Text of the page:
A very subdued reaction to a very solid earnings report from Costco Wholesale
Maybe it’s special dividend fatigue.
Costco’s earnings for the quarter that ended on Nov. 25 (and yes, Costco’s quarters are out of sync with just about every other retailer) rose 30% to 95 cents a share from 73 cents a share in the same quarter of 2011. Wall Street had been predicting earnings of 93 cents a share. The stock climbed 0.18% to $98.49 as of noon New York time.
These earnings come after the announcement of a special $7-a-share dividend. That news popped the stock, but shares then gave it all back -- as financial theory suggests they should have -- on Dec. 6, the record date for the dividend. Investors who had already qualified for the dividend by owning shares on that day sold and the stock fell $7.48 a share -- or 7.06% -- and closed the day pretty much where it had been before the special dividend news.
But Costco’s stock doesn’t usually move much on earnings reports in any quarter since the company releases most of the really important data before the earnings report itself. So investors already knew that same-store sales would be up a very impressive 6% in the quarter (excluding changes in gas prices and exchange rates.) Net sales climbed 9.6% in the quarter and revenue from membership fees rose 14%. (Revenue from membership fees is an important number at Costco since membership dollars are high margin dollars and that’s very important at a low-cost retailer.)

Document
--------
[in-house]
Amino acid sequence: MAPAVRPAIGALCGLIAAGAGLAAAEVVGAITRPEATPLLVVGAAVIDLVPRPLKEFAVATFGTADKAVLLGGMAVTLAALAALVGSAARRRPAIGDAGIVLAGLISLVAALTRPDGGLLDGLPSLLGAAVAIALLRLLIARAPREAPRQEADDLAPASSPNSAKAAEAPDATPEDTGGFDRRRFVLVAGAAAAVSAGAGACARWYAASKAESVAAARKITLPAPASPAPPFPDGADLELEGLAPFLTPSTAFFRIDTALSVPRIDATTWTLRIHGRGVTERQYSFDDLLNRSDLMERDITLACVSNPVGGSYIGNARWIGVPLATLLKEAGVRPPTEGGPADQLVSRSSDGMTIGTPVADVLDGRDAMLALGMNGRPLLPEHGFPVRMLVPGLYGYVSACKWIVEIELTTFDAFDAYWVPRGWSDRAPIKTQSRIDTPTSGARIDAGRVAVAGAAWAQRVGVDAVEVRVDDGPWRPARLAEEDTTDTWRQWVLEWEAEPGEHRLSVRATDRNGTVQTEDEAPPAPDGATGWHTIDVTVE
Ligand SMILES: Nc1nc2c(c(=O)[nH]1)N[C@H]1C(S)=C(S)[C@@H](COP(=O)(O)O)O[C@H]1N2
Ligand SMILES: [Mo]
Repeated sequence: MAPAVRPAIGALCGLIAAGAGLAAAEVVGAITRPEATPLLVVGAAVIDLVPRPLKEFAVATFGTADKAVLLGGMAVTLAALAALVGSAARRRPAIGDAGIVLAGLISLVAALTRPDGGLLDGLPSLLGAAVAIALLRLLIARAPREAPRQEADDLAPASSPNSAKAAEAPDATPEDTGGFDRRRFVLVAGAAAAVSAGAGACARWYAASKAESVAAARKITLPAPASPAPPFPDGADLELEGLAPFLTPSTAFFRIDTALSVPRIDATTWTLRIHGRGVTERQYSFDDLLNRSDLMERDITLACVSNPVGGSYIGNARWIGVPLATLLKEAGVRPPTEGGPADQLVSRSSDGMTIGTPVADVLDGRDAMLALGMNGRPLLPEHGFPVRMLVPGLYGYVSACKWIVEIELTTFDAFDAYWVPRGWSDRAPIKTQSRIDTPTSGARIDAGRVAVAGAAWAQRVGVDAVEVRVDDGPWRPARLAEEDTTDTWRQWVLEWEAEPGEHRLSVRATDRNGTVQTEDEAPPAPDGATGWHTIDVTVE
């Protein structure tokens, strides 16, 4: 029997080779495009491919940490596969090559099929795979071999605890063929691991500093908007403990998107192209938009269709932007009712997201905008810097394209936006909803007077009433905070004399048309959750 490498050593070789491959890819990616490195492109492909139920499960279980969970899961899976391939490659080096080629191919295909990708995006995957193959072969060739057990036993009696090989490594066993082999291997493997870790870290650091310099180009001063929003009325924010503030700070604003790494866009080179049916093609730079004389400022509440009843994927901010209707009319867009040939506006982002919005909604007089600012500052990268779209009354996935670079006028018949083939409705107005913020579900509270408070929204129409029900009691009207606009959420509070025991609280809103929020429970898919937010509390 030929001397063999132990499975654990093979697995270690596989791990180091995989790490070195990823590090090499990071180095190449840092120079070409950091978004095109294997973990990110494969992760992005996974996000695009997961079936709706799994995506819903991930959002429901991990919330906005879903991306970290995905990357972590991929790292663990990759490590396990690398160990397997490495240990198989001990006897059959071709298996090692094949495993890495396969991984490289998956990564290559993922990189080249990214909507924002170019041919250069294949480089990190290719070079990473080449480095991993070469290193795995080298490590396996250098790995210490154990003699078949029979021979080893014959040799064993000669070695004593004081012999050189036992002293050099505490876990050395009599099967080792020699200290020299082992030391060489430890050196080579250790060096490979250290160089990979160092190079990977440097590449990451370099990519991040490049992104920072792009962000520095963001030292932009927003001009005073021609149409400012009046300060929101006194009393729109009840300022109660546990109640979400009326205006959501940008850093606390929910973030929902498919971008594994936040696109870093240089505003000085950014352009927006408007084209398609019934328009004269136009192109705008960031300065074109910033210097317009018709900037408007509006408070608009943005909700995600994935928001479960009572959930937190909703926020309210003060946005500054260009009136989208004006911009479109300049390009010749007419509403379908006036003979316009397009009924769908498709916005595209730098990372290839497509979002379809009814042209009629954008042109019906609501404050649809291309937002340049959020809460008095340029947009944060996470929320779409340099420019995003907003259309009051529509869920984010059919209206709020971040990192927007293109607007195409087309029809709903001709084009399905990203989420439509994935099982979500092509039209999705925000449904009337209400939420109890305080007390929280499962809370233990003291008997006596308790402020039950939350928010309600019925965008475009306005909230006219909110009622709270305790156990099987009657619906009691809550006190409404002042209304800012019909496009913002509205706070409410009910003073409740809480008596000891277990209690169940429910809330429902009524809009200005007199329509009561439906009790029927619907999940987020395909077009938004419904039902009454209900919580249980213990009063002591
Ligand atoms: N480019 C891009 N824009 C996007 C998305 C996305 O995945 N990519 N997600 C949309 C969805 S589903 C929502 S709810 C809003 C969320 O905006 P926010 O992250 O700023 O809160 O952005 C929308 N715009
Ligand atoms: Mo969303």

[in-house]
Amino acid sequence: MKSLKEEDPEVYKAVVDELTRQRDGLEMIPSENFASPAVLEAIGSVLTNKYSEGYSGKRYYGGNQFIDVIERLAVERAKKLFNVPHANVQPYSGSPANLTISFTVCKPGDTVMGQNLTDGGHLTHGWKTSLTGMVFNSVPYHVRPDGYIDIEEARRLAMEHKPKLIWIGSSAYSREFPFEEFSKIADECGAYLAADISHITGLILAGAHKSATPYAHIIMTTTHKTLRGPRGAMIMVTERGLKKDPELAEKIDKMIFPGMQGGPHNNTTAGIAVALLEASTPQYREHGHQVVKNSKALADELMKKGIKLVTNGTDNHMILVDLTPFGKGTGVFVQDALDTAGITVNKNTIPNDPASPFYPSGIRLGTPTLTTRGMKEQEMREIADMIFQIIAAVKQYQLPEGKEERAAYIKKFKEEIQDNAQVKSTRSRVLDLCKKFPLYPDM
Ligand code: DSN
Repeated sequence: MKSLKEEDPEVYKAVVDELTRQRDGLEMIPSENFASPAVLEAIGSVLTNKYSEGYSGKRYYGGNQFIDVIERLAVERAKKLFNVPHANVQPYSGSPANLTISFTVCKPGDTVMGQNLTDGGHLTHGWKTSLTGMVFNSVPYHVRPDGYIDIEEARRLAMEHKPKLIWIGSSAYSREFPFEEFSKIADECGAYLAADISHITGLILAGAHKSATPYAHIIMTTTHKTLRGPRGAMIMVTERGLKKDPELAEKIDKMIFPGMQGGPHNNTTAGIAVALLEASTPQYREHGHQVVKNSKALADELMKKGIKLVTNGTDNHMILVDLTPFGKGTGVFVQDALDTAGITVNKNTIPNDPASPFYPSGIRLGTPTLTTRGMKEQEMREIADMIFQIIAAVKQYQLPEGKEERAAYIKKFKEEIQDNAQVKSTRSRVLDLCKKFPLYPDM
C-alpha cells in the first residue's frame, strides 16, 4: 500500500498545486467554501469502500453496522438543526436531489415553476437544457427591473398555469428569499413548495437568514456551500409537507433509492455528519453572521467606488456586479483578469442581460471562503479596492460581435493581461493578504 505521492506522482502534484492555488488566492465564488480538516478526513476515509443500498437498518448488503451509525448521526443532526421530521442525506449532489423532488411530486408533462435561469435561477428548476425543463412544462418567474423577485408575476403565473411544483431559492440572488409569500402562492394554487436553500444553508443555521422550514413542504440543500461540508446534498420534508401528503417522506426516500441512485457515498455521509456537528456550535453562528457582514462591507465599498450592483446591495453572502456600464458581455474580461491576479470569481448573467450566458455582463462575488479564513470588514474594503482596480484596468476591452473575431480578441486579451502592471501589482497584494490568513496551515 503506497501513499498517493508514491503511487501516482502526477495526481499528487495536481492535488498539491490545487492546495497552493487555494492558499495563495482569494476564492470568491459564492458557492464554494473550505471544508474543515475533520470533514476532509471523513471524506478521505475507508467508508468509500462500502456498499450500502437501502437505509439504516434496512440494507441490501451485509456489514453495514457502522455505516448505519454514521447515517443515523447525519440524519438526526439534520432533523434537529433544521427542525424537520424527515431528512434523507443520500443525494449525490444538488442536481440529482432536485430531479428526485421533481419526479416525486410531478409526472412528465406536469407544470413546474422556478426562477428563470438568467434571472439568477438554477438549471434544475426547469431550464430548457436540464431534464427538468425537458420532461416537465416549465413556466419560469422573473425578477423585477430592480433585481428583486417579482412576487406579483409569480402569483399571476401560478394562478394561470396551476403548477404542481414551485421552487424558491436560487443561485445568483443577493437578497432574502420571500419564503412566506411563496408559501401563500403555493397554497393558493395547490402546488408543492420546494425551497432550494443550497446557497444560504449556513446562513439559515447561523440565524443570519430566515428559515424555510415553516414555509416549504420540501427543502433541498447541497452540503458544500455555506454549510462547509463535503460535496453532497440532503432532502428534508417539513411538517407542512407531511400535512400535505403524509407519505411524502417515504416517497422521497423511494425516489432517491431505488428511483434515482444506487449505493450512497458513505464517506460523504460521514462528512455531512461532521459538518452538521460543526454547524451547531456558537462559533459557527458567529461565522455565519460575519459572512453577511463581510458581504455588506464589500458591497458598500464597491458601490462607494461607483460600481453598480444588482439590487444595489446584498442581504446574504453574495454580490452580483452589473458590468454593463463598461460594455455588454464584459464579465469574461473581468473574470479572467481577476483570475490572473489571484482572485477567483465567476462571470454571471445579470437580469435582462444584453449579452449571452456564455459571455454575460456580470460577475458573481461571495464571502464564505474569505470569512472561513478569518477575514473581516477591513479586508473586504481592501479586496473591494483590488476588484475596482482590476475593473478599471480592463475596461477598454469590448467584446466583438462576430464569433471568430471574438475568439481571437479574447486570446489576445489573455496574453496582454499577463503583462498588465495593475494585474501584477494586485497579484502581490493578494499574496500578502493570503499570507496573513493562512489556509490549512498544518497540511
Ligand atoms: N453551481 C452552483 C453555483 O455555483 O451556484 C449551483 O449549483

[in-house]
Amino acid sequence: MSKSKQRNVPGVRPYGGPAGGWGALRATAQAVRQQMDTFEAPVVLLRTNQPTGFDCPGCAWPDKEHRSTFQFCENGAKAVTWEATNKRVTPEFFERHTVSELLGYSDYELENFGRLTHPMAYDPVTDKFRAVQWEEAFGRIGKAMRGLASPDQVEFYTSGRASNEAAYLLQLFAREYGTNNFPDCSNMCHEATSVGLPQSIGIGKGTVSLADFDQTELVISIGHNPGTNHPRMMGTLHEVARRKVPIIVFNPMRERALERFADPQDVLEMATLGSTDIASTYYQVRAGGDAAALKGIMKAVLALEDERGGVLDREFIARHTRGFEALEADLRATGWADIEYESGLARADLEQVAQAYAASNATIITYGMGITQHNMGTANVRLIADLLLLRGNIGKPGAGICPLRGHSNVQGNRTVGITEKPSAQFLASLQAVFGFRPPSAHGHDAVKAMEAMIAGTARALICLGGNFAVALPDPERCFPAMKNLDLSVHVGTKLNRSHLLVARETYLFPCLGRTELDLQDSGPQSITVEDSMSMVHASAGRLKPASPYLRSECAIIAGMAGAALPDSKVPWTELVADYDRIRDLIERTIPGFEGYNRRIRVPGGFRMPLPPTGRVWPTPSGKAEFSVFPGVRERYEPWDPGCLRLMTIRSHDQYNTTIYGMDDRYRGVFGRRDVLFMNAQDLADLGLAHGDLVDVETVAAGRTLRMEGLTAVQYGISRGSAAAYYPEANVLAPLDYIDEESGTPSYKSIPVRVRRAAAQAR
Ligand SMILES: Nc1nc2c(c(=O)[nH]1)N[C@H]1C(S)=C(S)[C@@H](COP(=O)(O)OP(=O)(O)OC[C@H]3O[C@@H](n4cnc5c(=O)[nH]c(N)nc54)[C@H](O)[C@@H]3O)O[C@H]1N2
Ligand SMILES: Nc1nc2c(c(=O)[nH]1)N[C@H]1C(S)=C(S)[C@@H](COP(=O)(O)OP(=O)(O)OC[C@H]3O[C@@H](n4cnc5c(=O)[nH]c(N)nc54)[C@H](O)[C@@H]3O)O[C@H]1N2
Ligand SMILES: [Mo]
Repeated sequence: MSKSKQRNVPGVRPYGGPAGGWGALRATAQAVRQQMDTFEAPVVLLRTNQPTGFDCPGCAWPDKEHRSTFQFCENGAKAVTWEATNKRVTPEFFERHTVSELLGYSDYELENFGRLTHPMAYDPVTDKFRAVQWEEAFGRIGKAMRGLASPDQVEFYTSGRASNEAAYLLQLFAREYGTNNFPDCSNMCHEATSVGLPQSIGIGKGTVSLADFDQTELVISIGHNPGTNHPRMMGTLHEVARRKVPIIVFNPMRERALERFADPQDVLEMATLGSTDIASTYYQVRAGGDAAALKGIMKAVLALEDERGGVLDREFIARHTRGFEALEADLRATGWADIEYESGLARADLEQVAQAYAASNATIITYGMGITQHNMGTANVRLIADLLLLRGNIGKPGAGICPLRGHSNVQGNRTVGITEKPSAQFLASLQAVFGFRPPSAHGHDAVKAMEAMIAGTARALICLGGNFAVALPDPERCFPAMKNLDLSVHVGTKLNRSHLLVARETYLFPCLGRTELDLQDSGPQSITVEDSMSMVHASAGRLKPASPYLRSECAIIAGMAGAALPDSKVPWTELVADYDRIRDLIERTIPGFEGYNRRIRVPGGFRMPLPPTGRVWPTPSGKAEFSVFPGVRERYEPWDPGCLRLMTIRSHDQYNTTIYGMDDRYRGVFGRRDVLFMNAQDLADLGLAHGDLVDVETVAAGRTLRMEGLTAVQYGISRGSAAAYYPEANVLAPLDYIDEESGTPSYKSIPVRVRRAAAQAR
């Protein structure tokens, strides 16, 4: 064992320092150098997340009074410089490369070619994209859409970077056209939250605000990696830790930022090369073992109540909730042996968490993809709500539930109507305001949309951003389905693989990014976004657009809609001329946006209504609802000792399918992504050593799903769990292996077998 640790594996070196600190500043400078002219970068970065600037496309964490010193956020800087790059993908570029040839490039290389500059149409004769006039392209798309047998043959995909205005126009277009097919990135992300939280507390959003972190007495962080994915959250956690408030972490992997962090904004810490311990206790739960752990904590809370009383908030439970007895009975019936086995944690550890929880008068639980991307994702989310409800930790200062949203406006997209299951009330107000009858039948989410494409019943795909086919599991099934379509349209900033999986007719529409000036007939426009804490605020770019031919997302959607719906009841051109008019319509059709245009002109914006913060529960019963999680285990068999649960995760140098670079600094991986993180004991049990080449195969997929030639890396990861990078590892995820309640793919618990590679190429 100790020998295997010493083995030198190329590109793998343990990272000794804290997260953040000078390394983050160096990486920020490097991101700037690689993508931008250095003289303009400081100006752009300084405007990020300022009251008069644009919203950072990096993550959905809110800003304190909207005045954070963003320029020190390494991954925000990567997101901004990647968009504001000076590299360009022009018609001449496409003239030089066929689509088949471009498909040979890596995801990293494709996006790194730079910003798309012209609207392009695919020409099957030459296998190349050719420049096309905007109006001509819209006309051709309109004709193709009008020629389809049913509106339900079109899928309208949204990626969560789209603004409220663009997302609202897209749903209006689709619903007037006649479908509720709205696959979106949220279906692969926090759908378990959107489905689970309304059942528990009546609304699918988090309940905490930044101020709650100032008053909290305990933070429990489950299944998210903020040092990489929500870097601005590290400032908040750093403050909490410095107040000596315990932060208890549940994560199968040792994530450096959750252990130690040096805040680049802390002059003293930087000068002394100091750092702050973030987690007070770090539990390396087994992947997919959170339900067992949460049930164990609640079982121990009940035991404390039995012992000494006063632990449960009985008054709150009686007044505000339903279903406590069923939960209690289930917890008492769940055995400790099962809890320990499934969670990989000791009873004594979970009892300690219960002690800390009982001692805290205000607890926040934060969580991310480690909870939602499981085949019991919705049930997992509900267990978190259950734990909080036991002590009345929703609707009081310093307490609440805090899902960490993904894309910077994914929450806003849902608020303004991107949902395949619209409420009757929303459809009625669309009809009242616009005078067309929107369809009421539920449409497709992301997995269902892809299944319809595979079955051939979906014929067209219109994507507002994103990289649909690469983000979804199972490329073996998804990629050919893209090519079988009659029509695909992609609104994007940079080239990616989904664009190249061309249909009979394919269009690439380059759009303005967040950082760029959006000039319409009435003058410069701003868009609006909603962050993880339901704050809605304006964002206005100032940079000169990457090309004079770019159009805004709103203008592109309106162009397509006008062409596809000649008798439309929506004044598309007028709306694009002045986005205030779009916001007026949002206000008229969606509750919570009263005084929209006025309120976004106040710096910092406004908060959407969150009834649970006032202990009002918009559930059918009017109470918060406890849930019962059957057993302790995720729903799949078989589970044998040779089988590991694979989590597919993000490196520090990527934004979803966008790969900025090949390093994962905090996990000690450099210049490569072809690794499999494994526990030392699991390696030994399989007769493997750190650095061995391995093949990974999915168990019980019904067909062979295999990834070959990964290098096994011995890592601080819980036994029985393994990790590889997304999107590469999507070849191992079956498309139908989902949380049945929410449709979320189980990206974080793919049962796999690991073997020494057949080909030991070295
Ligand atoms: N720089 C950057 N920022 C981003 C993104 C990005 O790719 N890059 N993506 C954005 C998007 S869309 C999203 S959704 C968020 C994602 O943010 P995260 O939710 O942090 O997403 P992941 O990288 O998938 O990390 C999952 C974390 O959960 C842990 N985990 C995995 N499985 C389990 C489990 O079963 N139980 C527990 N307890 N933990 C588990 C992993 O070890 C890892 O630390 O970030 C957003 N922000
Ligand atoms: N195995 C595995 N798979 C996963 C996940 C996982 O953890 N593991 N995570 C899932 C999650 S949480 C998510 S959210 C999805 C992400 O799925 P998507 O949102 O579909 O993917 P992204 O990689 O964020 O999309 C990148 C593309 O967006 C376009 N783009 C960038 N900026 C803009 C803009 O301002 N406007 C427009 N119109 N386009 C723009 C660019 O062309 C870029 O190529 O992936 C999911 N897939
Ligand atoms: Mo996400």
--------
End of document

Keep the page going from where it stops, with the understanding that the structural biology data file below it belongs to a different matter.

Margins for the quarter climbed a tiny 6 basis points year over year (100 basis points make up
one percentage point). Gross margins for core merchandise fell 1 basis point, which was a smaller
decline than the company had seen in previous quarters.
When I added Costco to my Jubak’s Picks portfolio
on Oct. 24, I calculated a May 2013 target price of $110 a share. We’ve already collected $7 as a special dividend. I think the retail environment for early 2013 remains challenging. Costco's low-cost model is a good match for consumers watching their wallets in a slow-growth environment, but I am worried about the possibility that the worries/realities of the fiscal cliff and any brinkmanship over raising the debt ceiling could slow the economy so much in the first half of the year that even low-cost retailers would feel the pain.
With the Fed’s move Wednesday to continue pumping billions into the money supply each month, I’m going to hold Costco further into December on the prospects of a continued move upward in the entire market and because December tends to be good to retail stocks. But I’m not looking for a whole lot more upside here in the short term.
At the time of this writing, Jim Jubak didn't own shares of any companies mentioned in this post in personal portfolios. The mutual fund he manages, Jubak Global Equity Fund (JUBAX), may or may not own positions in any stock mentioned. The fund did not own shares of Costco as of the end of September. For a full list of the stocks in the fund as of the end of the most recent quarter, see the fund's portfolio here.